In my hometown of Baltimore, there’s an oft-heard saying that seems especially applicable when, like now, the seasons are changing: “If you don’t like the weather today, just wait until tomorrow.” For whatever meteorological reason, it’s not uncommon for an absolutely miserable Monday to turn into a gorgeous Tuesday. Temperatures have been known to swing as much as 20 degrees inside of an afternoon.
A scientific view of stock market history, unfortunately, shows us an even greater propensity for unpredictability and volatility.
Even the years that we refer to as the “good” ones, in retrospect, test our mettle. For example, between 1950 and 2014, a span of 65 years, the S&P 500 ended the year with a gain 51 times (or in almost 80% of them). Not bad. But in how many of those up years do you think investors would’ve found themselves in a “losing” position at some point in the year?
Every. Single. One.
That’s right, from 1950 through 2014, an investor in “the market” would have felt the pain of intra-year declines 100% of the time. As we shorten the time horizon, we find even more instability. Indeed, 70% of quarters in this period netted a positive return while only 63% of months were up. And some of these down months were really down. Losses exceeded 5% in 182 months during this period and 10% in 31 months, despite a 65-year stretch that rewarded investors with an 11.4% annualized rate of return.
What’s the point?
So, what’s the point? Volatility is how the market works. It’s a necessary byproduct of investing. Indeed, the very same elements of investing in the market that test our mettle and inspire doubt—volatility and unpredictability—also justify our expectations of higher returns over time. It is our willingness to endure disappointing months, quarters, years and perhaps even longer cycles of the market that makes it possible—and according to the evidence, probable—to earn the higher returns most of us need to meet our financial goals in life.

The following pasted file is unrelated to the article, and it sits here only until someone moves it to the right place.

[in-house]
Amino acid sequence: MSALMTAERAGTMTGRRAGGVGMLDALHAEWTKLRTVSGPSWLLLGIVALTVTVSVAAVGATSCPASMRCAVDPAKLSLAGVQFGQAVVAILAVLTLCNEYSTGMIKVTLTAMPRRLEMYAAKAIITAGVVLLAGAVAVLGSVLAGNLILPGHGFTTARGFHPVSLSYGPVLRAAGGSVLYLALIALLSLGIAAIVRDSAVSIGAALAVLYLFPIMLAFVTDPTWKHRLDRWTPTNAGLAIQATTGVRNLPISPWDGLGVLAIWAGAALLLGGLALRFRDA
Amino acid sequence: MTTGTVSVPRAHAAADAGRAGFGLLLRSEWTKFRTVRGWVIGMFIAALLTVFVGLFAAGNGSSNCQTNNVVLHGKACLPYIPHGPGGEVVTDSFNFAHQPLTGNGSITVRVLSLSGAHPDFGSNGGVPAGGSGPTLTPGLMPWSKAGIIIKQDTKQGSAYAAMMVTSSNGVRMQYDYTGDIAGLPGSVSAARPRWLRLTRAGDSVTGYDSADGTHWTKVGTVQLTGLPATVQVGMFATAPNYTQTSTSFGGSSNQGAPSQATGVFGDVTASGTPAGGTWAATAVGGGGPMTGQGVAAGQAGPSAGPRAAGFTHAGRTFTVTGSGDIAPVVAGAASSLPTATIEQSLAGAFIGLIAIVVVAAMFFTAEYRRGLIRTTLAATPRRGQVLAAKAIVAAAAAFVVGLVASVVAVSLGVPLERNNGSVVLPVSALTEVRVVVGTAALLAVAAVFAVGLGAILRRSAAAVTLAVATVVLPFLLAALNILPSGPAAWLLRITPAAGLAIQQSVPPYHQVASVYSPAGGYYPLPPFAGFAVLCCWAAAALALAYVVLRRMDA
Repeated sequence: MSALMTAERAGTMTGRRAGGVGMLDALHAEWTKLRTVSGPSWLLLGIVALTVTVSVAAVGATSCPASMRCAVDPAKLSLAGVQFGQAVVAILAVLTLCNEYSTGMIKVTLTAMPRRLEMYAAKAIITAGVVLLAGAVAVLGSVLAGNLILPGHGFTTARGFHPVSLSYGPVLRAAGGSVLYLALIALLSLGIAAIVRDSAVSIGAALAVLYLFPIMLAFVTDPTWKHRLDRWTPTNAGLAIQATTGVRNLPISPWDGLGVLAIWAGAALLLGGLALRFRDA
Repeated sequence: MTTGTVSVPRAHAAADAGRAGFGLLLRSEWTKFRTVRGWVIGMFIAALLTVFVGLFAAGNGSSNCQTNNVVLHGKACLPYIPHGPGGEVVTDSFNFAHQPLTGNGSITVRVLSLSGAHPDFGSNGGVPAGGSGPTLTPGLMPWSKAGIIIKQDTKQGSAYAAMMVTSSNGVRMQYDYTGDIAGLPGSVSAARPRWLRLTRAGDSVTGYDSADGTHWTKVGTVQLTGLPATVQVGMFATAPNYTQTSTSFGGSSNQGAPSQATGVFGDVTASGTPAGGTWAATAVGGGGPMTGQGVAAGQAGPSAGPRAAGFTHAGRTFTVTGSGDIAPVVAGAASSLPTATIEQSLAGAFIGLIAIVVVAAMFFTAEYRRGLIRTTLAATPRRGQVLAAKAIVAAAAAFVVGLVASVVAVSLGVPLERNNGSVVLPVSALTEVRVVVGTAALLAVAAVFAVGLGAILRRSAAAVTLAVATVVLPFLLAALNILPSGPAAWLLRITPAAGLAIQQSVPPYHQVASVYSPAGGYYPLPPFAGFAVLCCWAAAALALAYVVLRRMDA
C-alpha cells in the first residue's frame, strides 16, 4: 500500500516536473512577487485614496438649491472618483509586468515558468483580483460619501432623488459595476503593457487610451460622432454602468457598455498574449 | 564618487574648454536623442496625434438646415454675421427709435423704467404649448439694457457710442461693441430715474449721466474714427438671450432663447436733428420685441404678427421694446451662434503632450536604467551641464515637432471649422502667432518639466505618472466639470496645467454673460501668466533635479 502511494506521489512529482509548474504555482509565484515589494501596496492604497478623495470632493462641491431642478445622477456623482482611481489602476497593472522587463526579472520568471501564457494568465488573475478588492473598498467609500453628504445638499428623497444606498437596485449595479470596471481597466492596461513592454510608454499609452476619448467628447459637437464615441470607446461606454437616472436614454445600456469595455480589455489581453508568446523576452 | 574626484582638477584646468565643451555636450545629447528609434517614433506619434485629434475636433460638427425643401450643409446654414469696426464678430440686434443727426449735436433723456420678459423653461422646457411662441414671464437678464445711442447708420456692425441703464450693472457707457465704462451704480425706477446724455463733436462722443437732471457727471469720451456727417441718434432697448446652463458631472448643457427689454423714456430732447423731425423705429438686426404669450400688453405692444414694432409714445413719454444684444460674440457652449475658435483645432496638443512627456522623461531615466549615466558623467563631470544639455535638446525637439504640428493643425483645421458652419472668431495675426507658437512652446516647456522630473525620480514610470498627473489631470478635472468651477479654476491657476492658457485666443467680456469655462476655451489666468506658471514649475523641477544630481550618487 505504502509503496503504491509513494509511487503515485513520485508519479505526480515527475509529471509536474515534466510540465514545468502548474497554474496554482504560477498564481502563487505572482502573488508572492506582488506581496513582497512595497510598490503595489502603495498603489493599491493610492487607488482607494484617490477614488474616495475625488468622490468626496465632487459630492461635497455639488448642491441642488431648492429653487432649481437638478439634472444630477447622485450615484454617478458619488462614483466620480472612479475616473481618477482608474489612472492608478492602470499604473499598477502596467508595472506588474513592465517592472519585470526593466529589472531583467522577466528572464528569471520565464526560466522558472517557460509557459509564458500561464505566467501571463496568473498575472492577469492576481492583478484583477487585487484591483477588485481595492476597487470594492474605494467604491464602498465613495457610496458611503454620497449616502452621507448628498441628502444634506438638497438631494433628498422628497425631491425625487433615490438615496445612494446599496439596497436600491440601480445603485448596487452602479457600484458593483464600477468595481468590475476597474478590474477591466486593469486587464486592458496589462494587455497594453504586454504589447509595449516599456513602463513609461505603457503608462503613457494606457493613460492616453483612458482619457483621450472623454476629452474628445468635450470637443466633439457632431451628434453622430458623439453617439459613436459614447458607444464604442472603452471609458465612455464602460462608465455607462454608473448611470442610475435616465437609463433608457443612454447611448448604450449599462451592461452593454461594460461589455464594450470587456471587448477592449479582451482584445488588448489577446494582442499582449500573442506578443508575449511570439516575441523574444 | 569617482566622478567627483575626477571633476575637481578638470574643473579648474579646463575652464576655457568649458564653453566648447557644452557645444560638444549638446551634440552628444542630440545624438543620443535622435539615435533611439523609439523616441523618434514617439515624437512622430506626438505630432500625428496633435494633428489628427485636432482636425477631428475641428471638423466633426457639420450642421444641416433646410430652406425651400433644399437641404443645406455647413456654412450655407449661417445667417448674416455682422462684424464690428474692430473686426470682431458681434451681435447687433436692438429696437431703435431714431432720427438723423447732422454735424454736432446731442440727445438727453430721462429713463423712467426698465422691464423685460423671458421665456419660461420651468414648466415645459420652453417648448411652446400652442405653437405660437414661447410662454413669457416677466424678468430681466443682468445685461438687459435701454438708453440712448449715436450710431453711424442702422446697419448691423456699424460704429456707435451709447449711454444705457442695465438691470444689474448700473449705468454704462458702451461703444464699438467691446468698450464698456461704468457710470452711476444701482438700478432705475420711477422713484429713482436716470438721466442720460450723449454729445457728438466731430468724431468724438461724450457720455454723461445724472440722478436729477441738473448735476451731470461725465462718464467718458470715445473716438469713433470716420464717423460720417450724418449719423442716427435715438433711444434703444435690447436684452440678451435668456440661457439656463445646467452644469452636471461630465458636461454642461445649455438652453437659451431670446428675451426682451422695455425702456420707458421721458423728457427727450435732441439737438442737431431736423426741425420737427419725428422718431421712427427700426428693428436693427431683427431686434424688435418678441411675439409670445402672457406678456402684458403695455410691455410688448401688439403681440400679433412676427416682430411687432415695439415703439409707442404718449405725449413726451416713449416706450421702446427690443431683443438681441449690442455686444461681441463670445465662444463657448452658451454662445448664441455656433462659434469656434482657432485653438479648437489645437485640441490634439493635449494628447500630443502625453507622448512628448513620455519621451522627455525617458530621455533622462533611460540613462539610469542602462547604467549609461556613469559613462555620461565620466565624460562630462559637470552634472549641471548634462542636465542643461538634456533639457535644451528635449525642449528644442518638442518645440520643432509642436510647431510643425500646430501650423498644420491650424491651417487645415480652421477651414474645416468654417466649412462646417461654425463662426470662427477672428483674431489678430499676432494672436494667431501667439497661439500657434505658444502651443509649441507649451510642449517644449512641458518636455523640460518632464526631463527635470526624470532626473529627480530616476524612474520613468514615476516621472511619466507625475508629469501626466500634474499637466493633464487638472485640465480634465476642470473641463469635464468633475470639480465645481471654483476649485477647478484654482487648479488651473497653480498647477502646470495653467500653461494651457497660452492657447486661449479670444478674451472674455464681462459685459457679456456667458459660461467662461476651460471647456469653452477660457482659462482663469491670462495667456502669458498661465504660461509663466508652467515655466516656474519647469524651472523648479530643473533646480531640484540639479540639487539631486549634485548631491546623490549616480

Determining How Much Risk You Can Handle
We invest in stocks to make money; we invest in bonds to dampen the volatility of a portfolio so we can stay invested in stocks in down markets. Therefore, the question becomes: How much volatility—stock exposure—can we handle based on our ability, willingness and need to take risk?
Your ability to take risk is a common factor in determining an appropriate asset allocation, especially in target-date mutual funds. It’s your time horizon, and the more time you have between today and when you need the money you’re investing, in general the more risk you’re able to take. But while your ability to take risk is the primary (and often only) factor considered in most of the financial industry’s modeling, it’s not even the most important element to consider.
Your willingness to take risk should be the foremost driver of your asset allocation decisions, because a plan abandoned is no plan at all. This is the gut check, and it’s imperative that you are honest with yourself. How much volatility could you handle without abandoning your strategy? Consider using this chart as a guide: